- Early projections for the Social Security wage base in 2013 have been put at $113,700, which is up $3,600 from this year. It’s hard to believe that budgeting will start in just a few months at many firms whose fiscal year is the calendar year.
- Way back in the mid ‘90s, we wrote a Bullet that talked about how the next heavy round of inflation would occur when Baby Boomers were attracted out of retirement and back into the labor force. Would they do it because they were not happy with retirement? No, they would do so because the money being offered to them was so attractive they could not turn it down. Why would employers want to do this? They needed to “buy back” that intellectual knowledge. At the moment, however, Baby Boomers appear to be helping the unemployment numbers. While it is clear that some Baby Boomers are continuing to work longer than they wanted to while their 401(k) and other investment accounts improve, many are just moving ahead with retirement in spite of it all. Sure, some of them are retiring because they can’t find a job, but others are doing it because they simply want to, and others because they have been unemployed for the past couple of years and have found they like it. As the Baby Boomers retire and move out of the labor force they will create job openings and/or not take a job that could go to a younger person. This means that the unemployment rate will decline. The younger employees will likely receive a smaller salary than their Baby Boomer brethren, which means that companies should have greater margins and thus better profits. Sounds good so far, doesn’t it? Then, what happens when those Baby Boomers stress the Social Security and Medicare systems? Those who continue to work may see their Social Security and other taxes rise as a result of that stress, which means that they will have less disposable income, which means that the economy doesn’t grow as fast, which means lower profits. Isn’t it funny how things run in cycles and the law of unintended consequences comes into play?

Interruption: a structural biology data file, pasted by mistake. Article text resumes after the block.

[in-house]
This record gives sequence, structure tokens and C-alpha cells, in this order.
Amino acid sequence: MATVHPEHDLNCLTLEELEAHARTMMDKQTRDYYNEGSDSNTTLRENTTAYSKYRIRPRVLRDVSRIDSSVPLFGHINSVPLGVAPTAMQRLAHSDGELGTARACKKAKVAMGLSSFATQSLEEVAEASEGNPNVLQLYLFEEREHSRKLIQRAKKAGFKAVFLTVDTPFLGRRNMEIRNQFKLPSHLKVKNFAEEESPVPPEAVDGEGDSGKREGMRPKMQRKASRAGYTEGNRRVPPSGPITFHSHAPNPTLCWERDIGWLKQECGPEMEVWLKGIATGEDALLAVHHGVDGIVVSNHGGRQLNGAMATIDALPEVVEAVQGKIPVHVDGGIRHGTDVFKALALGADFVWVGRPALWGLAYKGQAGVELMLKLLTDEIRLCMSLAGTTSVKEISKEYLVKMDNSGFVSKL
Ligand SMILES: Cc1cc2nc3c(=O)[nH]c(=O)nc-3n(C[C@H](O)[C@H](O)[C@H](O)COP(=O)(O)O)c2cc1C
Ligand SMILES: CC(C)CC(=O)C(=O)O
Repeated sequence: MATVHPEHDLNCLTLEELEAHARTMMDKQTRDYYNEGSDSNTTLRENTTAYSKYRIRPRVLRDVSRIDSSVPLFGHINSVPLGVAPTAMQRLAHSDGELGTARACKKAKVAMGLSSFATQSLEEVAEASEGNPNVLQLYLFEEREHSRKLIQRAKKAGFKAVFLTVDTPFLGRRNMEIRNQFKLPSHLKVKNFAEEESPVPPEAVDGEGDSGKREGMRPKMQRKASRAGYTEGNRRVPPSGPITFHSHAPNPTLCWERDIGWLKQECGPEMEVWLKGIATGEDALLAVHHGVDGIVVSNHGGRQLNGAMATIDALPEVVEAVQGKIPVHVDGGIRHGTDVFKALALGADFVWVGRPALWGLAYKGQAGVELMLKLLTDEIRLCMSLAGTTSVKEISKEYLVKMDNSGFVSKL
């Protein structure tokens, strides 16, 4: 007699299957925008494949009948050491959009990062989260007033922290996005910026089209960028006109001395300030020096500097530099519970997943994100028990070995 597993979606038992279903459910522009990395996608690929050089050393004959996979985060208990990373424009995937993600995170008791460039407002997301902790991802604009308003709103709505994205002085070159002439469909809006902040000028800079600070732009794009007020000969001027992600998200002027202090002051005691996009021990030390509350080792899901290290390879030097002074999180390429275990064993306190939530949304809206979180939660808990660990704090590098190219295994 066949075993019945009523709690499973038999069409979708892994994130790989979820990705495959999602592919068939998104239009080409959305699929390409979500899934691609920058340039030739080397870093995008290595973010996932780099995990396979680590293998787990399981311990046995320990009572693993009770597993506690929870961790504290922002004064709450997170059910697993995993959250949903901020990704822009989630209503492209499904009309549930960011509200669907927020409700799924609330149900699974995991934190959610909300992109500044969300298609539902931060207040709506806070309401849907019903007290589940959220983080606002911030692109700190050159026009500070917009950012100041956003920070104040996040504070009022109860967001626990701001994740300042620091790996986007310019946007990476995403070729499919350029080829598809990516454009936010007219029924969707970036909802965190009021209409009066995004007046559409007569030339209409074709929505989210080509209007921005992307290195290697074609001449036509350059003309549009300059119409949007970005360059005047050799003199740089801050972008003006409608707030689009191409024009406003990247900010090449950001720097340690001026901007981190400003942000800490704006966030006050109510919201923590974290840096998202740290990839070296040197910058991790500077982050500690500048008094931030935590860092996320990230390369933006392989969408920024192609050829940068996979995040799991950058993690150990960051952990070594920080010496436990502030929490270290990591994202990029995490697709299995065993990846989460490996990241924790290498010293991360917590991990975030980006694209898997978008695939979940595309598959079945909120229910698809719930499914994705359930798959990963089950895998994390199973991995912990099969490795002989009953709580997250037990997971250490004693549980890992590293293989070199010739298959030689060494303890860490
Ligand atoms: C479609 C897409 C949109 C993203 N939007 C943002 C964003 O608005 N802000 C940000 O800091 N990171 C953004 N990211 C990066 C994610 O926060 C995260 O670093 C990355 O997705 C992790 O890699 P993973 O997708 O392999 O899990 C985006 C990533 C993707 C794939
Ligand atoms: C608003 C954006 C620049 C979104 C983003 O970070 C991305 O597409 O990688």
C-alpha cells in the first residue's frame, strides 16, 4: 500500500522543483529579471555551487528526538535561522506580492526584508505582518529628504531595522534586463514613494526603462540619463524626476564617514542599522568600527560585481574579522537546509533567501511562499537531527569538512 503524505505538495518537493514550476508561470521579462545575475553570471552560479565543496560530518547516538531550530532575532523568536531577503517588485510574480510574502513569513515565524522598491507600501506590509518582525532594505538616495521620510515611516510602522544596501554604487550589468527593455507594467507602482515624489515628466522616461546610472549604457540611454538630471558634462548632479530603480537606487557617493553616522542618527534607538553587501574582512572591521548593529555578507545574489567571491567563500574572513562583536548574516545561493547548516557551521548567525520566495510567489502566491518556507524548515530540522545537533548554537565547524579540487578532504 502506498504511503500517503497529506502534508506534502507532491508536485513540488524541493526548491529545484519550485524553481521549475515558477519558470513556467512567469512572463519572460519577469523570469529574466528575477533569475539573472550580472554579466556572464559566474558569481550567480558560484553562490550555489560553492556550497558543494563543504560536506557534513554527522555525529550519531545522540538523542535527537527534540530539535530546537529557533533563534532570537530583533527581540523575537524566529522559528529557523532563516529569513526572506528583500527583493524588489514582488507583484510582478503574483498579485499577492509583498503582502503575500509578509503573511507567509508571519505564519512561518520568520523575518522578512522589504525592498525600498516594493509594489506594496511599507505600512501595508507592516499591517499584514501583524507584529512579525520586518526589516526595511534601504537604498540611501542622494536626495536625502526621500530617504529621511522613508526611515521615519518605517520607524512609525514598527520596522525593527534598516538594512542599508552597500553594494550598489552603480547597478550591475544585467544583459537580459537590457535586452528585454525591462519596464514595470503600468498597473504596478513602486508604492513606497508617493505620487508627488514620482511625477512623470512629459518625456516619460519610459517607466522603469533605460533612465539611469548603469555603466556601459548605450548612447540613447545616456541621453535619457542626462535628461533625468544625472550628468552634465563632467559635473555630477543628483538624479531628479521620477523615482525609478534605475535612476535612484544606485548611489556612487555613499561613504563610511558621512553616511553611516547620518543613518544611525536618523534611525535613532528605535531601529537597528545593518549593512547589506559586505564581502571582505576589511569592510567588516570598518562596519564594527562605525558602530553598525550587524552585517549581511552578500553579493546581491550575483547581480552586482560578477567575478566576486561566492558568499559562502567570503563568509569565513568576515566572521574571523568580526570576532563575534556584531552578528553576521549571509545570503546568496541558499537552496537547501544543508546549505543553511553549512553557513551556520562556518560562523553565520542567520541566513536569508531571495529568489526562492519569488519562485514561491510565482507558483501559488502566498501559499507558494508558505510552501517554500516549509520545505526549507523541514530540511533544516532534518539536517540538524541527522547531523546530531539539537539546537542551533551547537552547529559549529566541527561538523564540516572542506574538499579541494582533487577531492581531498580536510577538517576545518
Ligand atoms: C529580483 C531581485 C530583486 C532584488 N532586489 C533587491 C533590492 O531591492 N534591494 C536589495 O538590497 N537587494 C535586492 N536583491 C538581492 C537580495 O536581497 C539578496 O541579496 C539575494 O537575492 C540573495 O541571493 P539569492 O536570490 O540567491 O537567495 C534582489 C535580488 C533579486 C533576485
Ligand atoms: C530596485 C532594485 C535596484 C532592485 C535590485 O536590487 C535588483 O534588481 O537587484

- For the tenth year in a row, Fidelity Investments came out with their estimate as to the cost of medical care for a married couple who retires in 2012. It is 4% higher than it was last year and now sits at $240,000, up from $160,000 when the report was first done in 2002. This estimate could change dramatically because of the Supreme Court ruling on Obama’s Health Care Bill. To make matters worse, it does not include any costs for most dental services or long-term care. (Source: Boston Globe/Associated Press)
As always, we encourage you to give us a call if you would like to discuss anything further. We will visit again soon. Proudly and successfully serving our clients for over 25 years.
RAY, KIM, ERIC, BRUCE, LOU, NANCY, TINA, and JON
©5/15/12 ProVise Management Group, LLC